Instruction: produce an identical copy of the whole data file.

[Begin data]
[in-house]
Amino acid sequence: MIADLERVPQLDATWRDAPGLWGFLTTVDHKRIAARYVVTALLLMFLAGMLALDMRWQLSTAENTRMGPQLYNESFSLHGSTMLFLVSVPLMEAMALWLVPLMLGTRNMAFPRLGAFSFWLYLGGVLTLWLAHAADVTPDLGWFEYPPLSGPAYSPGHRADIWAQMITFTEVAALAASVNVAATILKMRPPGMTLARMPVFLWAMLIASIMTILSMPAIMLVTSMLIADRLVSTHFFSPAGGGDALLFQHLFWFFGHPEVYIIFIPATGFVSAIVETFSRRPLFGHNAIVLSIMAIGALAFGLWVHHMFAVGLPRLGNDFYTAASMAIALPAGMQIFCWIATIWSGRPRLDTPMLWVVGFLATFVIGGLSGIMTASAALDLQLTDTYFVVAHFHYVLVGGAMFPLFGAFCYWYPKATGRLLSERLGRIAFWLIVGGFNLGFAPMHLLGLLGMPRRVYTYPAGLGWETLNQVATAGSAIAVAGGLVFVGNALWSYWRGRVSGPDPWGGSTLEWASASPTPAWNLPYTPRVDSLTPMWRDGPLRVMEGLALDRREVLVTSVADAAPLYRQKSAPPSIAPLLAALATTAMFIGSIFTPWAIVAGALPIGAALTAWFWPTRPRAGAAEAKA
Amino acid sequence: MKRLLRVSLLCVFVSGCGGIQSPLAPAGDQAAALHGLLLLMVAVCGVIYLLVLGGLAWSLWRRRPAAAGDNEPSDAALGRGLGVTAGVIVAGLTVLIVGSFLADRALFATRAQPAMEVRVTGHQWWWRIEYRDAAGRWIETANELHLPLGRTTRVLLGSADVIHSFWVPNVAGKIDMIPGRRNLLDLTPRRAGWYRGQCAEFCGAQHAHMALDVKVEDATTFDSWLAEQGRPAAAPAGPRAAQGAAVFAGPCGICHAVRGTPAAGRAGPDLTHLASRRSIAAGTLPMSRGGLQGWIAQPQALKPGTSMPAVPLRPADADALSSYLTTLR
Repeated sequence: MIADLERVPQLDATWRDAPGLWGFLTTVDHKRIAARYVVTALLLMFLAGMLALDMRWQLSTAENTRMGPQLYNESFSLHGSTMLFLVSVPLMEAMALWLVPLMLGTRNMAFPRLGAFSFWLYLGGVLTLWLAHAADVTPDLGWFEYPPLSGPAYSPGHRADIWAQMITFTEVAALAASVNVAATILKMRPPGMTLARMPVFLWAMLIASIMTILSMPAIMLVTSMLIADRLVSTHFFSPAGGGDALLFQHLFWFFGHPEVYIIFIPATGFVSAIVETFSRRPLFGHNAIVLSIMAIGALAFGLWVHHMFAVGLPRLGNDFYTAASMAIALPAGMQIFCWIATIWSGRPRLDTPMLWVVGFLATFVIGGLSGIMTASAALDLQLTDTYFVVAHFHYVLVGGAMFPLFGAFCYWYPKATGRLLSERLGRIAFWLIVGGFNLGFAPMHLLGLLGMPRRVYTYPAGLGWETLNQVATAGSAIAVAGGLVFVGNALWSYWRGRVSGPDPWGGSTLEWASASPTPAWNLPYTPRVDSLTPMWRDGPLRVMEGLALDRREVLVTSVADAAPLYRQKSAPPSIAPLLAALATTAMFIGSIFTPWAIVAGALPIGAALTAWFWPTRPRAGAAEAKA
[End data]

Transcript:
[in-house]
Amino acid sequence: MIADLERVPQLDATWRDAPGLWGFLTTVDHKRIAARYVVTALLLMFLAGMLALDMRWQLSTAENTRMGPQLYNESFSLHGSTMLFLVSVPLMEAMALWLVPLMLGTRNMAFPRLGAFSFWLYLGGVLTLWLAHAADVTPDLGWFEYPPLSGPAYSPGHRADIWAQMITFTEVAALAASVNVAATILKMRPPGMTLARMPVFLWAMLIASIMTILSMPAIMLVTSMLIADRLVSTHFFSPAGGGDALLFQHLFWFFGHPEVYIIFIPATGFVSAIVETFSRRPLFGHNAIVLSIMAIGALAFGLWVHHMFAVGLPRLGNDFYTAASMAIALPAGMQIFCWIATIWSGRPRLDTPMLWVVGFLATFVIGGLSGIMTASAALDLQLTDTYFVVAHFHYVLVGGAMFPLFGAFCYWYPKATGRLLSERLGRIAFWLIVGGFNLGFAPMHLLGLLGMPRRVYTYPAGLGWETLNQVATAGSAIAVAGGLVFVGNALWSYWRGRVSGPDPWGGSTLEWASASPTPAWNLPYTPRVDSLTPMWRDGPLRVMEGLALDRREVLVTSVADAAPLYRQKSAPPSIAPLLAALATTAMFIGSIFTPWAIVAGALPIGAALTAWFWPTRPRAGAAEAKA
Amino acid sequence: MKRLLRVSLLCVFVSGCGGIQSPLAPAGDQAAALHGLLLLMVAVCGVIYLLVLGGLAWSLWRRRPAAAGDNEPSDAALGRGLGVTAGVIVAGLTVLIVGSFLADRALFATRAQPAMEVRVTGHQWWWRIEYRDAAGRWIETANELHLPLGRTTRVLLGSADVIHSFWVPNVAGKIDMIPGRRNLLDLTPRRAGWYRGQCAEFCGAQHAHMALDVKVEDATTFDSWLAEQGRPAAAPAGPRAAQGAAVFAGPCGICHAVRGTPAAGRAGPDLTHLASRRSIAAGTLPMSRGGLQGWIAQPQALKPGTSMPAVPLRPADADALSSYLTTLR
Repeated sequence: MIADLERVPQLDATWRDAPGLWGFLTTVDHKRIAARYVVTALLLMFLAGMLALDMRWQLSTAENTRMGPQLYNESFSLHGSTMLFLVSVPLMEAMALWLVPLMLGTRNMAFPRLGAFSFWLYLGGVLTLWLAHAADVTPDLGWFEYPPLSGPAYSPGHRADIWAQMITFTEVAALAASVNVAATILKMRPPGMTLARMPVFLWAMLIASIMTILSMPAIMLVTSMLIADRLVSTHFFSPAGGGDALLFQHLFWFFGHPEVYIIFIPATGFVSAIVETFSRRPLFGHNAIVLSIMAIGALAFGLWVHHMFAVGLPRLGNDFYTAASMAIALPAGMQIFCWIATIWSGRPRLDTPMLWVVGFLATFVIGGLSGIMTASAALDLQLTDTYFVVAHFHYVLVGGAMFPLFGAFCYWYPKATGRLLSERLGRIAFWLIVGGFNLGFAPMHLLGLLGMPRRVYTYPAGLGWETLNQVATAGSAIAVAGGLVFVGNALWSYWRGRVSGPDPWGGSTLEWASASPTPAWNLPYTPRVDSLTPMWRDGPLRVMEGLALDRREVLVTSVADAAPLYRQKSAPPSIAPLLAALATTAMFIGSIFTPWAIVAGALPIGAALTAWFWPTRPRAGAAEAKA